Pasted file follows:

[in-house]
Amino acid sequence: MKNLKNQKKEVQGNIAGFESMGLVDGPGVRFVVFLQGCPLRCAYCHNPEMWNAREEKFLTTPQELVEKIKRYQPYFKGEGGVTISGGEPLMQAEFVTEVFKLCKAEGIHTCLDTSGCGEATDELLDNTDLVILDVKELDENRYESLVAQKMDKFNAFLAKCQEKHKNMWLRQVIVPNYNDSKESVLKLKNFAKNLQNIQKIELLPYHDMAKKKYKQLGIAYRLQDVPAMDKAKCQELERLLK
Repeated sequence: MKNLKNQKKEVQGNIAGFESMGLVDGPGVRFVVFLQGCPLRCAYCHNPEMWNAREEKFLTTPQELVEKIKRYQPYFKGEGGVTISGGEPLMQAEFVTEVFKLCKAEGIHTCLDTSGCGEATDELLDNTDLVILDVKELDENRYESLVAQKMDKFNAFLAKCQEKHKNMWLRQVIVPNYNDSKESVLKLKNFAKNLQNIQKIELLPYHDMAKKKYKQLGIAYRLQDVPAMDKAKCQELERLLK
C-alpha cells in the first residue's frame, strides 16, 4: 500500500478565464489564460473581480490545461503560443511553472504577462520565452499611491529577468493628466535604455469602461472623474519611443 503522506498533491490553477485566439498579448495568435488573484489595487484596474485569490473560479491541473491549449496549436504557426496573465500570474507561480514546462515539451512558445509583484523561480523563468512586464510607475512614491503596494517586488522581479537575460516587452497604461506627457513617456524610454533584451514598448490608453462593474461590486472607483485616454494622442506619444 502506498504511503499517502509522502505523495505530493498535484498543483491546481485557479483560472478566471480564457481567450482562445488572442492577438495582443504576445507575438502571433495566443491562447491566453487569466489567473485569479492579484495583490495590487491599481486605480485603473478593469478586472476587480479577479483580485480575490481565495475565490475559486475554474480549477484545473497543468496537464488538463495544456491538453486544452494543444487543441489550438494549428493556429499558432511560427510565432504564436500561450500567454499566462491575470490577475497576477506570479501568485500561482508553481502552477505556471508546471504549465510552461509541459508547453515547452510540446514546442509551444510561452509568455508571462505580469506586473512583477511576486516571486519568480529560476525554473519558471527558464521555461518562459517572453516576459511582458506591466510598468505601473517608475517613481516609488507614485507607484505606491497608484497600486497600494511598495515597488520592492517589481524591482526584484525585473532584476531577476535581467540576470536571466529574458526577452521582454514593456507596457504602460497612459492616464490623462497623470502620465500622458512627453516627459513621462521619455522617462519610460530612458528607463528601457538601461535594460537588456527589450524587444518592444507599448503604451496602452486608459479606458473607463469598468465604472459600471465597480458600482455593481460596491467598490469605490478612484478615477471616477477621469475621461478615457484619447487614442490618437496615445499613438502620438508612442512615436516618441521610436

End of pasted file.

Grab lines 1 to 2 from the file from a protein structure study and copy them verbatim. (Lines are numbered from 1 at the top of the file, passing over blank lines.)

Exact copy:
[in-house]
Amino acid sequence: MKNLKNQKKEVQGNIAGFESMGLVDGPGVRFVVFLQGCPLRCAYCHNPEMWNAREEKFLTTPQELVEKIKRYQPYFKGEGGVTISGGEPLMQAEFVTEVFKLCKAEGIHTCLDTSGCGEATDELLDNTDLVILDVKELDENRYESLVAQKMDKFNAFLAKCQEKHKNMWLRQVIVPNYNDSKESVLKLKNFAKNLQNIQKIELLPYHDMAKKKYKQLGIAYRLQDVPAMDKAKCQELERLLK